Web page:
Ellsbury changed Game 2 of this American Division Series quickly on Saturday. Like about five minutes after the Red Sox came to bat in the bottom of the first inning.
He led off with a bloop single to right, promptly stole second base and went to third on catcher Jose Molina's throwing error. Two batters later, he trotted home on Dustin Pedroia's sacrifice fly to center field.
And the Red Sox were off and running to a 7-4 victory over the Rays and a 2-0 lead in the best-of-five series. They will try to close out the series Monday night at Tropicana Field at 6 p.m. ET on TBS.
Red Sox manager John Farrell calls his offense "relentless." That is, the Red Sox have tough outs up and down the lineup. They also have smart hitters. Besides leading the Majors in runs -- as if that weren't enough -- they also forced pitchers to throw more pitches than any other club.
Relentless is what the Red Sox were on Saturday night. They had the leadoff hitter on base against Rays starter David Price in four of the first five innings and scored at least one run in every one of them. Ellsbury was in the middle of a lot of it. He collected three hits, including two singles and a double, and scored three runs.
"I think the big thing is that we did a good job of putting pressure on each inning," Ellsbury said. "It's one thing to have a big inning and then kind of let up. We made it tough on them. He's such a good pitcher that's all you can do is keep the train moving."
By the time Price departed in the eighth inning, he'd allowed seven earned runs. David Ortiz hit a pair of booming home runs, but the Red Sox had Price in constant trouble.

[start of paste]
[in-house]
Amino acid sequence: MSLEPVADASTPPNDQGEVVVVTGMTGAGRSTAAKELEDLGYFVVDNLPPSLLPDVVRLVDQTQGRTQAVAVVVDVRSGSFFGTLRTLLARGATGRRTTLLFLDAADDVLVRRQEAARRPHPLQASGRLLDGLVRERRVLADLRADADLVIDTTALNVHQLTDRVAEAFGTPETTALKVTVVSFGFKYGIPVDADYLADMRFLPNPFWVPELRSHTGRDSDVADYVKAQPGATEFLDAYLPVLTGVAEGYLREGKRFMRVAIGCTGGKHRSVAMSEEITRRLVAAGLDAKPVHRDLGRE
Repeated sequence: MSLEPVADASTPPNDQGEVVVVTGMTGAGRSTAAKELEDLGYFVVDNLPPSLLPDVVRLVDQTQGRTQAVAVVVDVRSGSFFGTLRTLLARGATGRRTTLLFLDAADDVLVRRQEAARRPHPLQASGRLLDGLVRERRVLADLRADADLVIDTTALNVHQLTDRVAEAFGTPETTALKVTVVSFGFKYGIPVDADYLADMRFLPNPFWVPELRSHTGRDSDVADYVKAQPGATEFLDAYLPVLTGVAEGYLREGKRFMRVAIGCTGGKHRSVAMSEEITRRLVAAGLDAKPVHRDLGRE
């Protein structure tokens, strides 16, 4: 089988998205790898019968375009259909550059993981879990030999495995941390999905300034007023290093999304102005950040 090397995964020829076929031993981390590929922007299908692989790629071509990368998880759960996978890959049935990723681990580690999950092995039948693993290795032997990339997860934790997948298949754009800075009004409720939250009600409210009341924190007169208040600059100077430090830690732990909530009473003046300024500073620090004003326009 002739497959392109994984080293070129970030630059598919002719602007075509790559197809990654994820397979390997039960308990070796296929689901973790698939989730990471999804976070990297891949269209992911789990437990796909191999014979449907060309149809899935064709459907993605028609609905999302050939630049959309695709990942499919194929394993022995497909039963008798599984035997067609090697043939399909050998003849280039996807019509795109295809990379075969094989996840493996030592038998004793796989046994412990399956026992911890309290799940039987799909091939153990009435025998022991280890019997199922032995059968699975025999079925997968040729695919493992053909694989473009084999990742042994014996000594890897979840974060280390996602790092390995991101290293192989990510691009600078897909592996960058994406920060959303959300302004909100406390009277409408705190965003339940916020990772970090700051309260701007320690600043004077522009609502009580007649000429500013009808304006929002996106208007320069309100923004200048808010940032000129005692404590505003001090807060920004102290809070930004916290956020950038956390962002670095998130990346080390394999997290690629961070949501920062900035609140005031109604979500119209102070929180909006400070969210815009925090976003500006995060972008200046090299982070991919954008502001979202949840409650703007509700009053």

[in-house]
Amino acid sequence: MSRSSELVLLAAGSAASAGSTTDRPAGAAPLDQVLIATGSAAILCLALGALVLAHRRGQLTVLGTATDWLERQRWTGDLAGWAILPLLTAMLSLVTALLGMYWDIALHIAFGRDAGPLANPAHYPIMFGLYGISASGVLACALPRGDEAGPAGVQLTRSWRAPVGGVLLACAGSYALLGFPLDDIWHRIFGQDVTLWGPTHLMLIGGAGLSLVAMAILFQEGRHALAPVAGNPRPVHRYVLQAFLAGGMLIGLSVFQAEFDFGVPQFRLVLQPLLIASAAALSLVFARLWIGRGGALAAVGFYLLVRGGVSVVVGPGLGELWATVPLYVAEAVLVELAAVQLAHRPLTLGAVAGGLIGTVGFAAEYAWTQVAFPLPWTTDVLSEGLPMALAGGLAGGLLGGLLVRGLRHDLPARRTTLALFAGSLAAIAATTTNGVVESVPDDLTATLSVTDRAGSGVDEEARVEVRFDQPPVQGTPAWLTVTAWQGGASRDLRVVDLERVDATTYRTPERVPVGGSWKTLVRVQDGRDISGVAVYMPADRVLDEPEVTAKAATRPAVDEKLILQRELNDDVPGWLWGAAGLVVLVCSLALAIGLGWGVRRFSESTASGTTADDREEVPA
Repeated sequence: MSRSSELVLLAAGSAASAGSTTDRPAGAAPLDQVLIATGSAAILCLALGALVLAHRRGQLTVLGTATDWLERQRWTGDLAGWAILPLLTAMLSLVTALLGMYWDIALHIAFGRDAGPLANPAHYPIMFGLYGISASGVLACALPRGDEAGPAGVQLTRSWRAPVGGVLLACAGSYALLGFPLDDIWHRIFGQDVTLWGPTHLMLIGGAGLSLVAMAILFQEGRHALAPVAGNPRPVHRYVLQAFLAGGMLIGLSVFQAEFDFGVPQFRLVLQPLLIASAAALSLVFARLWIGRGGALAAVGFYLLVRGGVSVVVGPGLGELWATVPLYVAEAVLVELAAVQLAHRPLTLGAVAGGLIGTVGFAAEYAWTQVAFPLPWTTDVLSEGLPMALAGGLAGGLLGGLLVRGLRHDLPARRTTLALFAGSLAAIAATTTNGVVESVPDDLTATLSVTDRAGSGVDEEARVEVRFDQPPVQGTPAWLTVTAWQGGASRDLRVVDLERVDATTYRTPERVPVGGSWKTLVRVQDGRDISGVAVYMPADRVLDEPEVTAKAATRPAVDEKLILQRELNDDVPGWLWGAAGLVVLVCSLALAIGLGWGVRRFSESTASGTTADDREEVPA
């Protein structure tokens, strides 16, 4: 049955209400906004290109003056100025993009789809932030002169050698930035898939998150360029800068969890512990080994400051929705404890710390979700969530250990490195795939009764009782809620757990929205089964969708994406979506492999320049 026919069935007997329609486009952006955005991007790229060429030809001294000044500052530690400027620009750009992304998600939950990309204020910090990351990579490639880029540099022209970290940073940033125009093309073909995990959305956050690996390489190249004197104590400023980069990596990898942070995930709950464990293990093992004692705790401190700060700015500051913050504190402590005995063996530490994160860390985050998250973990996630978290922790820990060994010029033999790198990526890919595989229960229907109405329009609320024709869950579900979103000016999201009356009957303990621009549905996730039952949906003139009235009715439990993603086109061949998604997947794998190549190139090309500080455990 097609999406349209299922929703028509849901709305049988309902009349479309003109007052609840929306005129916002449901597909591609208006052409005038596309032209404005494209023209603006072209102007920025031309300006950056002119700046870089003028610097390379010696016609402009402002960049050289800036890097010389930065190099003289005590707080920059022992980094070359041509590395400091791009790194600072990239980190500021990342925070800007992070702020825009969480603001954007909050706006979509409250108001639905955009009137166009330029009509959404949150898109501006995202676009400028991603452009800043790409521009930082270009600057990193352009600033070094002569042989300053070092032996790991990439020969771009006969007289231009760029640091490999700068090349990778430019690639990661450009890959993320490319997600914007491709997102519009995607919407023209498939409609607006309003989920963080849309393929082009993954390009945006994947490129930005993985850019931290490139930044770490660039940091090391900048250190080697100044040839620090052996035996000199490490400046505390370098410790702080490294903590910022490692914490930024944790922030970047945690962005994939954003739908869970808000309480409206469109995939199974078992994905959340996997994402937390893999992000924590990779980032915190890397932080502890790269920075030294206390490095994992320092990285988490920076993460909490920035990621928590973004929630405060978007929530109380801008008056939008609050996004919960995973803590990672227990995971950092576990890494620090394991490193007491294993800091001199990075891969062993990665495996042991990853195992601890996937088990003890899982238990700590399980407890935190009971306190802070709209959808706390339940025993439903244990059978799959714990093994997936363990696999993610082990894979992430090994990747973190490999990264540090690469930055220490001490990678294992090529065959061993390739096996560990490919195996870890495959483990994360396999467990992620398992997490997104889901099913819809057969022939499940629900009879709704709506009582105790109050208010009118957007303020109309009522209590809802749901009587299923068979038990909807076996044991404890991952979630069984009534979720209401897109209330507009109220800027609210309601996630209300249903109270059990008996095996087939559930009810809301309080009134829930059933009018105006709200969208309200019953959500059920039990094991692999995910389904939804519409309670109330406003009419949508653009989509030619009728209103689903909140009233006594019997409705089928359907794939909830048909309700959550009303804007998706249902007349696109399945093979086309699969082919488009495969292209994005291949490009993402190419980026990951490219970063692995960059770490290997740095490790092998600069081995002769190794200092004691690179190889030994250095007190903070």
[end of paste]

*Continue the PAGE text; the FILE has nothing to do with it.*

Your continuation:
"I think that's the key for a pitcher like Price, get to him early, don't let him get comfortable," Ellsbury said. "[We] put pressure on him each inning. I thought we did a pretty good job of that."
Afterward, the guys behind Ellsbury in the lineup, especially Shane Victorino and Dustin Pedroia, said his mere presence on the bases forces pitchers to throw more fastballs to give their catcher a better chance of throwing him out.
That strategy didn't work much in 2013 since Ellsbury led the American League with 52 stolen bases and also a 92.9 percent success rate. He's the first player to lead his league in both steals and stolen-base percentage since Tim Raines in 1981.
He's a tremendous weapon for the Red Sox. In a season in which he had 31 doubles, eight triples, nine home runs and a .355 on-base percentage, Fangraphs.com gives him a Wins Above Replacement number of 5.8, eighth-best in the American League among position players. Also according to Fangraphs.com, he saved 13 defensive runs, second among all American League center fielders.
This is an especially sweet time for Ellsbury. Not only is he proving himself an impact player as he approaches free agency. But he has returned to the Red Sox after missing 16 games with a right foot fracture.
At the time of the injury, there was some doubt about when -- or maybe even if -- he'd be able to return. He got back in time to play three games the final week of the regular season and has been as good as ever in the first two games of this series against the Rays -- five hits, two steals and four runs.
"It's playoff baseball," he said. "I'm definitely happy to be back and contributing."
His speed is a weapon in different ways. For instance, in the first inning, Victorino took a pitch in the first inning to allow him to steal.
But in the fifth inning, Ellsbury had the sense that Price was so focused on stopping him from stealing that he might give Pedroia a hittable fastball.
"Hopefully, even by me not going will give him better pitches to hit," Ellsbury said. "I was going to go, but decided to wait."
Pedroia drove a Price fastball to left for a double, and Ellsbury sprinted all the way home with the run that made it a 6-2 game.
Richard Justice is a columnist for MLB.com. Read his blog, Justice4U.
This story was not subject to the approval of Major League Baseball or its clubs.